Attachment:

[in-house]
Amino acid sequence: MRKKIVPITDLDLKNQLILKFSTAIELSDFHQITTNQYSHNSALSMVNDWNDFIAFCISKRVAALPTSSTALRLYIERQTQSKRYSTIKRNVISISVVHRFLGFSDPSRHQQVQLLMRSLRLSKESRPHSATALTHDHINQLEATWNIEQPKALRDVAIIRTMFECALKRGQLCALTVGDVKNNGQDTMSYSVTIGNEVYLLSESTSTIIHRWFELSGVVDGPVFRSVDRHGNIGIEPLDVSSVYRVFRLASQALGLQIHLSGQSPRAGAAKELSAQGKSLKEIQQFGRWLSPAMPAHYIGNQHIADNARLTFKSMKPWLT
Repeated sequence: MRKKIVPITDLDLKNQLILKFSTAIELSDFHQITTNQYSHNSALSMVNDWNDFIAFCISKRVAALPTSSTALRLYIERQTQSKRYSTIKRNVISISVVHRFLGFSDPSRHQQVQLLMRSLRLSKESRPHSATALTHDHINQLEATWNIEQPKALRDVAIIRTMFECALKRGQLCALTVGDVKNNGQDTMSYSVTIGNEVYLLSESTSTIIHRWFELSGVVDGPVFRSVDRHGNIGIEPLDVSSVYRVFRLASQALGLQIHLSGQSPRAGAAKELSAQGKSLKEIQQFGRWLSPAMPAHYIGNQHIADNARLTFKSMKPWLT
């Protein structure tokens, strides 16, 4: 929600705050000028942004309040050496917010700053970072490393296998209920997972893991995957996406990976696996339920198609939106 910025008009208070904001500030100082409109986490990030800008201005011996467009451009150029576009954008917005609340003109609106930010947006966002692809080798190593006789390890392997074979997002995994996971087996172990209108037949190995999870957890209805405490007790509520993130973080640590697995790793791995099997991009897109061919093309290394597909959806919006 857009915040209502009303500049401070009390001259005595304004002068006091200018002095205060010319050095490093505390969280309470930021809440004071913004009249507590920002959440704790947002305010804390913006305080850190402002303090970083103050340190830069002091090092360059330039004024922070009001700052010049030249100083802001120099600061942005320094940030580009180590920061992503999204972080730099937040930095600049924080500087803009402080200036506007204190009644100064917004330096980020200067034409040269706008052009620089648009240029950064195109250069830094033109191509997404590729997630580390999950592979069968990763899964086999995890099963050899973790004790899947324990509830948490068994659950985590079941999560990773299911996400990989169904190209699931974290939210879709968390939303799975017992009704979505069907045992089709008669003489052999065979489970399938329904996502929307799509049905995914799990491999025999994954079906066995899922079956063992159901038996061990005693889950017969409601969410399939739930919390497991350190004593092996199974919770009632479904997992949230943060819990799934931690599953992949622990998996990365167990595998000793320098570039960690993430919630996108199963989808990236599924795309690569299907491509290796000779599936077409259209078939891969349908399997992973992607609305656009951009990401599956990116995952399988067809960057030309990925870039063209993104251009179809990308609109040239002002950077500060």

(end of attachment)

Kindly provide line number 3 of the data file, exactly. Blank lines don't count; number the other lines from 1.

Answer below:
Repeated sequence: MRKKIVPITDLDLKNQLILKFSTAIELSDFHQITTNQYSHNSALSMVNDWNDFIAFCISKRVAALPTSSTALRLYIERQTQSKRYSTIKRNVISISVVHRFLGFSDPSRHQQVQLLMRSLRLSKESRPHSATALTHDHINQLEATWNIEQPKALRDVAIIRTMFECALKRGQLCALTVGDVKNNGQDTMSYSVTIGNEVYLLSESTSTIIHRWFELSGVVDGPVFRSVDRHGNIGIEPLDVSSVYRVFRLASQALGLQIHLSGQSPRAGAAKELSAQGKSLKEIQQFGRWLSPAMPAHYIGNQHIADNARLTFKSMKPWLT